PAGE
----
This week Tricia and I are going to talk a bit about clothing and fashion in the 1800s. Clothing is a huge topic and we can’t even begin to cover it all in just five posts this week. But we’ll at least give you an introduction into the world of fashions from 1800-1899. Today’s post will give you some background on “cloth” and how it was made and the effect factories had on cloth that would forever change the world of clothing.
From Sheep to Finished Dress
The 1800s was a time of growth and prosperity in the United States and clothing was no exception to the change. The biggest change in clothing in the 1800s wasn’t fashion but where the fabric came from and how people got their clothes. Fashion, or style, has constantly changed through the decades. After all, in the early 1800s corsets were in and Prada, Gucci and Hilfiger were still a century away. But people still wore the same kind of clothes we wear today—pants, shirts, skirts and dresses. The biggest change in clothing would come in the early 1800s with the growth of textile production. The transition from home to factory produced would come to affect people’s everyday lives in many ways.
Before the 1840’s a yard of store bought cloth cost about a dollar. The average farmer earned less than a dollar a day and couldn’t afford to buy cloth, so most cloth was homemade. The process of getting from raw product to finished cloth was a laborious one, requiring the work of men, women and children. First, fiber had to be gathered or harvested before any work could begin. Wool was the most common among rural families, but cotton, fibers that came from the seed pod of a plant; flax, the woody inner stem of a plant; and silk, an animal fiber from a silkworm cocoon were also used. Next, the fibers had to be carded. Carding is the brushing and untangling of wool fibers to prepare them for spinning. Before carding machines women used two wide handheld brushed in which they would pull in opposite directions brushing the wool through them and in the processes untangle it. Carding by hand took enormous amounts of time and effort. Once carded, the fibers were spun. Spinning was simply the process of strengthening fibers by twisting them into yarn or threads and could be easily done with a spinning wheel. The thread was then woven into cloth on a loom. The loom was a rather simple but extremely useful tool. It worked by allowing one set of threads, called warp threads, to run the length of the loom. A second set, called the weft threads, jumped over and under the warp threads to bind them together.
From there, the finished cloth had to be made into clothing and other goods. Sewing was a job every woman in a household did. Girls started to learn to sew as young as four or five. Women made all of the cloth items in the household, from clothing, sheets, blankets and towels, to tablecloths and carpets. For as much time that was spent on sewing, even more time was spent on darning and repairing worn clothes, since making cloth for new ones was so labor intensive. Knitting was also important to the rural family. Without central heating, warm knitted clothes were worn in the winter. Knitting was work even children could do, and with practice it could even be done with almost no light—making it a popular evening pastime when families still relied on candles and gas and used them sparingly.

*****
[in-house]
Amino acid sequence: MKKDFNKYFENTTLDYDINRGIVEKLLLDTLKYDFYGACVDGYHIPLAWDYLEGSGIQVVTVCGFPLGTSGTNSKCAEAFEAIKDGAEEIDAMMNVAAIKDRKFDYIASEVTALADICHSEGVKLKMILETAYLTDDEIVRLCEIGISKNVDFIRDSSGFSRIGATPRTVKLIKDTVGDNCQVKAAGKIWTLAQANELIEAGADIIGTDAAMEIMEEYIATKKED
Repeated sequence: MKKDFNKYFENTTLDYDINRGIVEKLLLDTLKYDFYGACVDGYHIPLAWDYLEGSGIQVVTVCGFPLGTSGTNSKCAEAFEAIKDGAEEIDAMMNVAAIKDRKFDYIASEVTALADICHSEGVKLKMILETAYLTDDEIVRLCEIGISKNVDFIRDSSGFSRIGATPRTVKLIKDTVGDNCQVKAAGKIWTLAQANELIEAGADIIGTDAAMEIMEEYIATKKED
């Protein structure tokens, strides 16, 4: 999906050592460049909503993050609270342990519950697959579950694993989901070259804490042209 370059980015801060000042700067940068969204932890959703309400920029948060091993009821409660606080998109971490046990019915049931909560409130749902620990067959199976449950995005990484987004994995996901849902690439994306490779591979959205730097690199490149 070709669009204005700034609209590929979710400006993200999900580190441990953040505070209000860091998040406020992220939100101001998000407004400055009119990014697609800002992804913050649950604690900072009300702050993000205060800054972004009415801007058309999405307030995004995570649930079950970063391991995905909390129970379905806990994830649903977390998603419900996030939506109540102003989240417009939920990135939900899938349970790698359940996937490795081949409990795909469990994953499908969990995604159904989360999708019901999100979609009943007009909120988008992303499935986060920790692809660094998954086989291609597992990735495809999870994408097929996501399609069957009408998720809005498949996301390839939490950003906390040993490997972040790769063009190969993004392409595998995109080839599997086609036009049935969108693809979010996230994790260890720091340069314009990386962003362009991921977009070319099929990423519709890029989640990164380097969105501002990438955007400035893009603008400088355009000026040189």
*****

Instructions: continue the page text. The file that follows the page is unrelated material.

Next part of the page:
In the second half of the 18th century, carding was mechanized by several British inventors. By the late 1780s carding machines were being built throughout America, and by the early 1800s most towns had a carding mill where farm families could bring their wool and pay to have it carded. In five minutes the carding machines could card as much wool as it took a woman to hand-card in five hours. With carding mills all throughout the New England countryside, supplying cloth factories with the needed raw material became a simple matter. With readily available carded wool, factories could mass produce cloth and sell it at an affordable price. Between 1790 and 1840, the cost of cloth fell from a dollar a yard to just five cents—all because of the ease with which factories could mass produce cloth. Factories changed weaving forever. Not only were they able to produce more cloth, they could easily make more patterns than a woman had the time for at home. This variety, along with the affordable cost, led to the abandonment of home weaving. The loom, once a wonderful invention that saved women great amounts of time, was no longer valued.
Factories were also instrumental in cotton clothing becoming more widespread. Before factories started spinning cotton, most New Englanders wore clothes made from home spun wool or linen (made from flaxseed). While factories had very little direct effect on fashion, the new affordability and availability of cloth led to the lower class and rural townsfolk being able to own more than two outfits, allowing them to keep up—to an extent—with the current fashions found in the big cities. Everyday life—how people lived, dressed, decorated and worked—was changed forever. The growth of the New England mills and factories vaulted the country forward into the age of textile production.
Continue on to Men: From Shoulder to Ankle 1800-1849
Enjoy an example of weaving on the loom.